• Molding;
  • Nanolithography;
  • Polymers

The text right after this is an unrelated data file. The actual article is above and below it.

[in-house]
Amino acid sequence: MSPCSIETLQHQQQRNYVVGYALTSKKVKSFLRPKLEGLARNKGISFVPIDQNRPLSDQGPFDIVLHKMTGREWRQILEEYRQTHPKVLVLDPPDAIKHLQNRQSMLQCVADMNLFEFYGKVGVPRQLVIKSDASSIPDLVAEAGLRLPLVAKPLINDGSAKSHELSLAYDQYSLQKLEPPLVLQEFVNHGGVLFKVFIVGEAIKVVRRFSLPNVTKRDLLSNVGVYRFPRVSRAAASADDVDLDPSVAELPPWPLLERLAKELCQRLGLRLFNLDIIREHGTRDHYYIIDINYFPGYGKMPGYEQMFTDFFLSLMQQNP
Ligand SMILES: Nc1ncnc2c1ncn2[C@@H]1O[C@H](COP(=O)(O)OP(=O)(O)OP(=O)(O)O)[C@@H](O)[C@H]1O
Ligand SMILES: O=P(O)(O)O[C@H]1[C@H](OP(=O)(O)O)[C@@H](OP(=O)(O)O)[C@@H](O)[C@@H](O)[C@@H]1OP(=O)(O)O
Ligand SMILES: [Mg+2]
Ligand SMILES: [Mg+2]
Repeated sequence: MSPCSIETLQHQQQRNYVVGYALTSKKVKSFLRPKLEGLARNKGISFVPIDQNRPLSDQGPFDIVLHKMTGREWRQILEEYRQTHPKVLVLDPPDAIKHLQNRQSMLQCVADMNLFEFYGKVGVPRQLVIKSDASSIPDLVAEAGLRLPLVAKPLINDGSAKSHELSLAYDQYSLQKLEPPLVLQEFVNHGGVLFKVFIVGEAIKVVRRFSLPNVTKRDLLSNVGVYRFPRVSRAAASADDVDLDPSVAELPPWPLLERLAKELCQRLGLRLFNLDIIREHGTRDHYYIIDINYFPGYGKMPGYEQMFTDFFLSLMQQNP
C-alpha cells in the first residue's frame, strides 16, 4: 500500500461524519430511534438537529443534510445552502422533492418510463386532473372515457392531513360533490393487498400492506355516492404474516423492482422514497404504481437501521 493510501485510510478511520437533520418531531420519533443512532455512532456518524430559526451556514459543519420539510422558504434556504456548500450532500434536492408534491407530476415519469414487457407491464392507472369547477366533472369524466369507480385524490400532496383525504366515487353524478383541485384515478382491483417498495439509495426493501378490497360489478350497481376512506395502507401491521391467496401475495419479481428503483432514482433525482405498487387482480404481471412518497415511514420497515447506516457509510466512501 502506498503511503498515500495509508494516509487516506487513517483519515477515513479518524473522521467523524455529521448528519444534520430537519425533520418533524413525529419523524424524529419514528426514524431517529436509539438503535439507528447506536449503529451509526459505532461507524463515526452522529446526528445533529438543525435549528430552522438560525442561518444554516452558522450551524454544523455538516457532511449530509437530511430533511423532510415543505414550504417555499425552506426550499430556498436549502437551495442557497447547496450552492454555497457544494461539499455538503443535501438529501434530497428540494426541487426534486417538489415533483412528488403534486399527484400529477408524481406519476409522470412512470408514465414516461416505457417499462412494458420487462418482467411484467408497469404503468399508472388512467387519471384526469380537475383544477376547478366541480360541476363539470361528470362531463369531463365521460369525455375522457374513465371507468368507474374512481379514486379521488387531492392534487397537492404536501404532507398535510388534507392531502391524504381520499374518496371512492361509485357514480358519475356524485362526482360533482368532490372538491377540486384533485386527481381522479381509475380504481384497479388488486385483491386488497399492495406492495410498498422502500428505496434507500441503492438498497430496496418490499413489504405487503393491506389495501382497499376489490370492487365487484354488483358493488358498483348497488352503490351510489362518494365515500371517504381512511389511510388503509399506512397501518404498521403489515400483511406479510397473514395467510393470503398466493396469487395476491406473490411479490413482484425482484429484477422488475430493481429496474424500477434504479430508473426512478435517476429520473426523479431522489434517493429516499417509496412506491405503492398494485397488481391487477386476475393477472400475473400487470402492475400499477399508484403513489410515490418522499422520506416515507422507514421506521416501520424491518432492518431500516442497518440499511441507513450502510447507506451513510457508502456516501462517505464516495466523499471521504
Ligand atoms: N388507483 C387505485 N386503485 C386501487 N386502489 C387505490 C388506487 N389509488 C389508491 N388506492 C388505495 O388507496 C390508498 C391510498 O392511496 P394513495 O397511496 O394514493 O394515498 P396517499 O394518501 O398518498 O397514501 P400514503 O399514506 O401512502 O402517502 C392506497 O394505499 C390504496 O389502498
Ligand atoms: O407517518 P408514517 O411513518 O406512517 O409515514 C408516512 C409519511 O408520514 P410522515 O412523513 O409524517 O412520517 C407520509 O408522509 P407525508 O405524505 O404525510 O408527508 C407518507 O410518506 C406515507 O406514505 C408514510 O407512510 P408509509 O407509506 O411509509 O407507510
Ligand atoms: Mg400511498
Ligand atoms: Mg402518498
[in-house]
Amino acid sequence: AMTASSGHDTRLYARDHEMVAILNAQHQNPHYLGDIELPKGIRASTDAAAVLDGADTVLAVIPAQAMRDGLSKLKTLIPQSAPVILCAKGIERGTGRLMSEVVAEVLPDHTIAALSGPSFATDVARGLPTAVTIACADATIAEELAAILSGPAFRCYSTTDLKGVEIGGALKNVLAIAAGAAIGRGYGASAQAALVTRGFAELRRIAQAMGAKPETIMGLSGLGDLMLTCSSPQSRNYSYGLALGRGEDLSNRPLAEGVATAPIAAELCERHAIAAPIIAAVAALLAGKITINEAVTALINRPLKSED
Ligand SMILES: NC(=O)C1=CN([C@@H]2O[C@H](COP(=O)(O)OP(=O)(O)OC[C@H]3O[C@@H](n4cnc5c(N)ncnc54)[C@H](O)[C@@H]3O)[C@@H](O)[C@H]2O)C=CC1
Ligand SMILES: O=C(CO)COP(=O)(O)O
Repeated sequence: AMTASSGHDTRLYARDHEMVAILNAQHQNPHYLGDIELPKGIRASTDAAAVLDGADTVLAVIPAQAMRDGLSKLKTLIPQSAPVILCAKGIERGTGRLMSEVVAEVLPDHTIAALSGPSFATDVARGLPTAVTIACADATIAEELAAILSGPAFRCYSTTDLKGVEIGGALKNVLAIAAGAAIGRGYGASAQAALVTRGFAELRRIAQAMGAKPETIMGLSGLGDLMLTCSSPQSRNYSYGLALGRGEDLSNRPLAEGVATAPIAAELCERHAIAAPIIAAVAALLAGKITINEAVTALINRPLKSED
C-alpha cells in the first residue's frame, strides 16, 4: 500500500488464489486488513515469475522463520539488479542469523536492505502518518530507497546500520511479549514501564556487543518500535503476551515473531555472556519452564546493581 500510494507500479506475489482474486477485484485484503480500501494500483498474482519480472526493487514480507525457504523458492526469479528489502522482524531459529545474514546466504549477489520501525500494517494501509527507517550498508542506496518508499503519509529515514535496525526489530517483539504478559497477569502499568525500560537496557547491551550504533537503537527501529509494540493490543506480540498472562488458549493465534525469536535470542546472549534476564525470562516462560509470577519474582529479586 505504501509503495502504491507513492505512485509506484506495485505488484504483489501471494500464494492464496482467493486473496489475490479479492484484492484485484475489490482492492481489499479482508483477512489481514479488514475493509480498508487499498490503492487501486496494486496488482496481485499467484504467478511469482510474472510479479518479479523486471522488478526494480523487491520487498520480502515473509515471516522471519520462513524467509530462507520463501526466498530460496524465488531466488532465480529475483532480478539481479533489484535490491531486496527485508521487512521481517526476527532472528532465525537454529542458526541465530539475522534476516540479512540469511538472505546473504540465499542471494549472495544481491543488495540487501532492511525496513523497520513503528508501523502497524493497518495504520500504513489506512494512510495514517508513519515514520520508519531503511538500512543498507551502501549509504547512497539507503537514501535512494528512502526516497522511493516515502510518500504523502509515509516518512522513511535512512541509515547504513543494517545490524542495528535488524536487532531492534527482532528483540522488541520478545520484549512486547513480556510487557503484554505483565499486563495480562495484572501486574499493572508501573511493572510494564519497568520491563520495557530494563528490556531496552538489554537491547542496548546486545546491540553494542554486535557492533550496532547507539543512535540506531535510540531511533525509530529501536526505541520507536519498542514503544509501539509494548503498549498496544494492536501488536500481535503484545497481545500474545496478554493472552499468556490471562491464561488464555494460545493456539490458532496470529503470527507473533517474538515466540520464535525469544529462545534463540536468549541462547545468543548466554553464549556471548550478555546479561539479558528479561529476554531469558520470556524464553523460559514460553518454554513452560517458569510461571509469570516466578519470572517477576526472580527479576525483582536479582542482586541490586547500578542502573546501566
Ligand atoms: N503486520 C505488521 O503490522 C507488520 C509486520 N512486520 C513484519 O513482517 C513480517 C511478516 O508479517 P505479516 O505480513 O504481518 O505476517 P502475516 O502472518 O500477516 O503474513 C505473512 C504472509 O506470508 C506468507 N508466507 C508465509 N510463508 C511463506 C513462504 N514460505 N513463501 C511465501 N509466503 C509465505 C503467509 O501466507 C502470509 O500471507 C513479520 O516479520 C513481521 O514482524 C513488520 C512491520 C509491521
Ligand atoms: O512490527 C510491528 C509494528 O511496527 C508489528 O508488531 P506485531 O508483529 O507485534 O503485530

High temperature nanoimprinting of viscous polymers which are glassy at room temperature is usually performed using brittle and expensive molds made of inorganic materials. As a replacement, soft molds made of plastics or elastomers have been used because of their low cost and ease of fabrication. However, the deformation of polymer molds under pressure remains a major issue which limits their resolution in high temperature nanoimprinting. Moreover, the replicated structures are often broken or lack definition due to sticking of the embossed polymer to the mold. We report a method for imprinting fine, densely packed nanostructures down to 12 nm into a wide range of technologically important polymers using a flexible and robust mold made from ethylene(tetrafluoroethylene) (ETFE). The high resolution achieved is due to the mold's mechanical stability and resistance to distortion at high pressures and high temperatures. The flexibility and low surface energy of ETFE provide a clean mold release without fracture or deformation of the embossed structures. Multiple imprinting and patterning on large areas is also made possible because of the good conformal contact and low-adhesion of the ETFE mold. Finally, this simple and inexpensive method allows reproduction of the stamps from one single master, thus providing an economical alternative to expensive and brittle inorganic materials.